• Roger Shank
  • (University of Saskatchewan)

Active listening…

is a communication technique used in counseling, training and conflict resolution, which requires the listener to feed back what they hear to the speaker, by way of re-stating or paraphrasing what they have heard in their own words, to confirm what they have heard and moreover, to confirm the understanding of both parties.


Active Listening Skills

There are three key elements of active listening: comprehending, retaining, responding.


Comprehension is "shared meaning between parties in a communication transaction". This is the first step in the listening process. The first challenge for the listener is accurately identifying speech sounds and understanding and synthesizing these sounds as words. We are constantly bombarded with auditory stimuli, so the listener has to select which of those stimuli are speech sounds and choose to pay attention to the appropriate sounds (attending).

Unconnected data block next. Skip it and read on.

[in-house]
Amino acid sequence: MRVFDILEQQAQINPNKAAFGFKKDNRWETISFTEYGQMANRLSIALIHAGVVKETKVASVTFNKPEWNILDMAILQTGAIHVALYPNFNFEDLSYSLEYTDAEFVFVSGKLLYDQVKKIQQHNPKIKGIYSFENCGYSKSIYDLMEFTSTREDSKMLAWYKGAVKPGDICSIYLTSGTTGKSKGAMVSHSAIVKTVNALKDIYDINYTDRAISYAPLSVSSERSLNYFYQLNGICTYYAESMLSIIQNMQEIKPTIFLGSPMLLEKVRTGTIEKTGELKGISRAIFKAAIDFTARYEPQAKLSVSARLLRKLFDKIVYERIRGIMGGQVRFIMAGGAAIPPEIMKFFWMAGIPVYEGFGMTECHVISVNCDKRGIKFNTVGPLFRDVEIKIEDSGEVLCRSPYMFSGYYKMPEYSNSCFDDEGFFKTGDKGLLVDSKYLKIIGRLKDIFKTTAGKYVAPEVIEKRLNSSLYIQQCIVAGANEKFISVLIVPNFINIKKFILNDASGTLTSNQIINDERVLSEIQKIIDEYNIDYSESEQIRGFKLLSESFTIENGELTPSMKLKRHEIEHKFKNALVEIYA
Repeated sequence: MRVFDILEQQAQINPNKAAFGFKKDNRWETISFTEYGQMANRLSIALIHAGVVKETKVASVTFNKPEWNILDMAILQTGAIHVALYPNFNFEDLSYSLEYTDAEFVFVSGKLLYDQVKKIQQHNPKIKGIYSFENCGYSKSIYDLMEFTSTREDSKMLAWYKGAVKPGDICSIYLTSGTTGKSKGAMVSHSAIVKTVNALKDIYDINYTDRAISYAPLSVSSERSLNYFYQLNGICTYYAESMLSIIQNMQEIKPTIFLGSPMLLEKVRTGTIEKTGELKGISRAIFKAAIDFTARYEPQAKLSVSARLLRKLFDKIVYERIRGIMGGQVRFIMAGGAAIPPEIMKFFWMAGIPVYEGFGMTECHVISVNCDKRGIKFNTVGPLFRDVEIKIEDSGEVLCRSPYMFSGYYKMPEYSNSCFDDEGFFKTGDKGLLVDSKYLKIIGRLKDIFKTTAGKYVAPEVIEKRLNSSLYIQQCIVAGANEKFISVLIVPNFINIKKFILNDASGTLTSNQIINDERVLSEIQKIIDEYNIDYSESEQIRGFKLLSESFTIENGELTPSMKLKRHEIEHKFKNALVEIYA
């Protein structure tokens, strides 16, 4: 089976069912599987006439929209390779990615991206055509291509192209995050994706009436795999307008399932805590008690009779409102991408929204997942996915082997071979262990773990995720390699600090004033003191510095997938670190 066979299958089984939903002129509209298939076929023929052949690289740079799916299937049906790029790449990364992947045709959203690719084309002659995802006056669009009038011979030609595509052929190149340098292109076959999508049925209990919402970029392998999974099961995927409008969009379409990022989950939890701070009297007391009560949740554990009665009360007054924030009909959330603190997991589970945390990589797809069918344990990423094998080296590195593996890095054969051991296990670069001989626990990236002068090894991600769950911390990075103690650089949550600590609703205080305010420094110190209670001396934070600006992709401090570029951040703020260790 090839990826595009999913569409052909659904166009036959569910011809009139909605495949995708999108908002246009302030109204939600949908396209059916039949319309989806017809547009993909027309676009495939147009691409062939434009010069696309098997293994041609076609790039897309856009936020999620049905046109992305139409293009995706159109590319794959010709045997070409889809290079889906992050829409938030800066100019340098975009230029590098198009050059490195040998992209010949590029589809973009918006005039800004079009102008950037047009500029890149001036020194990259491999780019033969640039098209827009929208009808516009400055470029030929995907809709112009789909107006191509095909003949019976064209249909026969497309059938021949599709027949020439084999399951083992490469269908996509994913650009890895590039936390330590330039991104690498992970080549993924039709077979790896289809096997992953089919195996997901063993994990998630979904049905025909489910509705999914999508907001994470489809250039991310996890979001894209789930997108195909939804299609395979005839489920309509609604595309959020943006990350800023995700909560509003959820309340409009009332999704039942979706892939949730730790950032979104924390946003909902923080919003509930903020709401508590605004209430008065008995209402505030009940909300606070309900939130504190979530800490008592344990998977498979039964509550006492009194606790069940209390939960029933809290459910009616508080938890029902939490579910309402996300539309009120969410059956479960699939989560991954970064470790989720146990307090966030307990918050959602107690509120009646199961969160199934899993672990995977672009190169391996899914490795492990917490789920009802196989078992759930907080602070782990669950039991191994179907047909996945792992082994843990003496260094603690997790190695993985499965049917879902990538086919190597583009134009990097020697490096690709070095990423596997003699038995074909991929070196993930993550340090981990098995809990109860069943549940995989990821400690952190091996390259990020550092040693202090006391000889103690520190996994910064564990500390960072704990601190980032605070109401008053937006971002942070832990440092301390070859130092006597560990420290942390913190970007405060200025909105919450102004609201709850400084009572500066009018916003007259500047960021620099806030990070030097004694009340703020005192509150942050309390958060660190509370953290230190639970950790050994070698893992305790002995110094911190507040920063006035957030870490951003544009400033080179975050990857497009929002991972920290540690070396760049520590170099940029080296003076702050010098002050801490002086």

The second challenge is being able to discern breaks between discernible words, or speech segmentation. This becomes significantly more difficult with an unfamiliar language because the speech sounds blend together into a continuous jumble. Determining the context and meanings of each word is essential to comprehending a sentence.



This is the second step in the listening process. Memory is essential to the listening process because the information we retain when involved in the listening process is how we create meaning from words. We depend on our memory to fill in the blanks when we're listening. Because everyone has different memories, the speaker and the listener may attach different meanings to the same statement. However, our memories are fallible and we can't remember everything that we've ever listened to.